The Iditarod Trail is a historic trail that connects Seward, Alaska with Nome, Alaska and the rest of the Seward Peninsula. In winter, it is navigable by dogsled or snowmobile. In summer, segments of the trail can be hiked, while many sections are barely usable. Rivers are used for inter-village transportation instead.
According to the Bureau of Land Management, which maintains parts of the trail, "the Trail demands a high degree of self-reliance by the user, proficiency in extreme winter camping and travel by ski, dog team, snowmobile, or fat tire bike."
Most of the trail is far from people, and most inhabited places by the trail are small villages, if that. You will mostly be on your own in real wilderness in a harsh climate. In summer there are hundreds of miles of unfrozen swamps to cross, in winter you have to survive the cold. Anybody who wants to do this trail needs to have adequate skills, do their own research and prepare well.
The trail was mapped in 1908 as the Seward-to-Nome Trail. It was used to get people to the gold fields of Iditarod/Flat and Nome by foot or dog sled. The trail mostly followed old trails of native Indians and Eskimos. The trail is the only National Historic Trail in Alaska. The path of the trail has shifted somewhat over time.
There is a yearly dogsled competition from Anchorage to Nome: the Iditarod Trail Sled Dog Race, in early March, commemorating an emergency delivery of diphtheria antitoxin serum in 1925 by dog sled, partly along this trail.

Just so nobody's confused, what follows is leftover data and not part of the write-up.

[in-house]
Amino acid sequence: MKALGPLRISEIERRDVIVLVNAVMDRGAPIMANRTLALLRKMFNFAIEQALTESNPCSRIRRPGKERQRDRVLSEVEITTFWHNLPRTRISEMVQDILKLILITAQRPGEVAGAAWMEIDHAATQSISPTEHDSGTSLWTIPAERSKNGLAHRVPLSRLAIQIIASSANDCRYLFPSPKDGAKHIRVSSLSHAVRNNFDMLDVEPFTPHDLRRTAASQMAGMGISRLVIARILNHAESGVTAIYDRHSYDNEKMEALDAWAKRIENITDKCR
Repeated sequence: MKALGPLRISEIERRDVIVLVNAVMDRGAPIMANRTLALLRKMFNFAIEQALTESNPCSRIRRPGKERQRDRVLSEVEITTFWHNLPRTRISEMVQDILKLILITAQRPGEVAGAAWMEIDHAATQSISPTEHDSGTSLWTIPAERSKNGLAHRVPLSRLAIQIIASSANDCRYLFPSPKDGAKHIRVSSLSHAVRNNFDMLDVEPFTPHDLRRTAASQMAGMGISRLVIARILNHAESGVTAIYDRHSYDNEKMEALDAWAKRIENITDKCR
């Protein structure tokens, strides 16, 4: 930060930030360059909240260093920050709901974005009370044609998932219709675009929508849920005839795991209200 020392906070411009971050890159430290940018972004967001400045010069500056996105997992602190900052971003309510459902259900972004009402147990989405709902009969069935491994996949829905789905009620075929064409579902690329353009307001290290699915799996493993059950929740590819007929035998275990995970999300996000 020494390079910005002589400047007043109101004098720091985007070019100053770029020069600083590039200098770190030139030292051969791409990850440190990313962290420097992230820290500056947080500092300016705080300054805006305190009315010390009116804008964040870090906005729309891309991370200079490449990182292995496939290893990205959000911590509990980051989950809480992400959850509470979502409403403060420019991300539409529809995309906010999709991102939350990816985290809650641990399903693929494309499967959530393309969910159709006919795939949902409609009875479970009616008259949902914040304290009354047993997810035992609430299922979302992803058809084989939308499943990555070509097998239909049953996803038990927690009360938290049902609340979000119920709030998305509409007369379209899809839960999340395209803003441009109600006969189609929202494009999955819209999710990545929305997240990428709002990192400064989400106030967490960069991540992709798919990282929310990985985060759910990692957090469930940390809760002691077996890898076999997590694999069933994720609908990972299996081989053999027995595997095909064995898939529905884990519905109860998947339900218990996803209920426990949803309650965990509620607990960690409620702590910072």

- Bureau of Land Management Anchorage Field Office, ☏ +1 907-267-1246, firstname.lastname@example.org.
Thorough preparation is needed.
In winter the trail can be explored by snowmobile, ski or dog sled.
See Cold weather for more general advice.
To get in, you have to somehow get to Seward or Nome. You might be able to take a cruise ship or the Alaska Marine Highway to Seward or Whittier, or fly into the Seward Airport, among other ways.
The trail has alternative legs on some stretches. One variant:
- Mile 0 - Seward
- Mile 4 - Bear Creek
- Mile 7 - Bear Lake
- Mile 28 - Moose Pass
- Mile 65 - Portage
- Mile 75 - Girdwood
- Mile 116 - Eagle River
- Mile 127 - Chugiak
- Mile 145 - Knik
- Mile ? - Susitna
- Mile ? - Old Skwentna
- Mile ? - Rohn River Roadhouse
- Mile ? - Farewell Lake
- Mile ? - Big River Roadhouse
- Mile 495 - McGrath
- Mile ? - Takotna
- Mile ? - Flat
- Mile ? - Iditarod
- Mile ? - Dikeman
- Mile ? - Dishkakat
- Mile ? - Kaltag
- Mile ? - Unalakleet
- Mile ? - Shaktoolik
- Mile ? - 1 Ungalik, with trail to Koyuk
- Mile ? - 2 Bald Head
- Mile ? - 3 Moses Point, with private airfield and trail to Koyuk
- Mile ? - Elim, village with airfield
- Mile ? - Walla Walla
- Mile ? - Golovin
- Mile ? - Solomon
- Mile 1145 - Nome